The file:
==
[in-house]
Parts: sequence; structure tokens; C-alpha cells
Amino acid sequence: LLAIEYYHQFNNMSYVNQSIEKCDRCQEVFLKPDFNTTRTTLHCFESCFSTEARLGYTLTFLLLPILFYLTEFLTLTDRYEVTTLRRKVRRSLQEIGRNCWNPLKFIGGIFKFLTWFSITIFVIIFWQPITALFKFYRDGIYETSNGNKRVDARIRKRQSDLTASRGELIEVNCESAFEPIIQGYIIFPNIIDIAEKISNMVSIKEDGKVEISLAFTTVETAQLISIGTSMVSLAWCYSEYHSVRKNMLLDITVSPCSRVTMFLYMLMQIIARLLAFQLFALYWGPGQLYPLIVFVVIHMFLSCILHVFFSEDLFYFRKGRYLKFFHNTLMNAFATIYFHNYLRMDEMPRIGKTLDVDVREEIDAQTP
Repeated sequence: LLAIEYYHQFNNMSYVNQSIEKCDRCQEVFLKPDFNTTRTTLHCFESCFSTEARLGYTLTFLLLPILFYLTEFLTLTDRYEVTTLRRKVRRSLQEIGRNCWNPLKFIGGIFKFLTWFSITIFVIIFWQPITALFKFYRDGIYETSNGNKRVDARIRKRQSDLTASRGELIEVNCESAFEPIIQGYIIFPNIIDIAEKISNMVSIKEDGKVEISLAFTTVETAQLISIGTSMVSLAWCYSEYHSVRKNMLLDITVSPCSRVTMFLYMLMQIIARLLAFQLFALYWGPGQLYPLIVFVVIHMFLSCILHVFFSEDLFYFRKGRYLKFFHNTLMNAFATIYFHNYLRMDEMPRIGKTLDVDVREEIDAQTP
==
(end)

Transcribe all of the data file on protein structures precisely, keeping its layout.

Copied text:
[in-house]
Parts: sequence; structure tokens; C-alpha cells
Amino acid sequence: LLAIEYYHQFNNMSYVNQSIEKCDRCQEVFLKPDFNTTRTTLHCFESCFSTEARLGYTLTFLLLPILFYLTEFLTLTDRYEVTTLRRKVRRSLQEIGRNCWNPLKFIGGIFKFLTWFSITIFVIIFWQPITALFKFYRDGIYETSNGNKRVDARIRKRQSDLTASRGELIEVNCESAFEPIIQGYIIFPNIIDIAEKISNMVSIKEDGKVEISLAFTTVETAQLISIGTSMVSLAWCYSEYHSVRKNMLLDITVSPCSRVTMFLYMLMQIIARLLAFQLFALYWGPGQLYPLIVFVVIHMFLSCILHVFFSEDLFYFRKGRYLKFFHNTLMNAFATIYFHNYLRMDEMPRIGKTLDVDVREEIDAQTP
Repeated sequence: LLAIEYYHQFNNMSYVNQSIEKCDRCQEVFLKPDFNTTRTTLHCFESCFSTEARLGYTLTFLLLPILFYLTEFLTLTDRYEVTTLRRKVRRSLQEIGRNCWNPLKFIGGIFKFLTWFSITIFVIIFWQPITALFKFYRDGIYETSNGNKRVDARIRKRQSDLTASRGELIEVNCESAFEPIIQGYIIFPNIIDIAEKISNMVSIKEDGKVEISLAFTTVETAQLISIGTSMVSLAWCYSEYHSVRKNMLLDITVSPCSRVTMFLYMLMQIIARLLAFQLFALYWGPGQLYPLIVFVVIHMFLSCILHVFFSEDLFYFRKGRYLKFFHNTLMNAFATIYFHNYLRMDEMPRIGKTLDVDVREEIDAQTP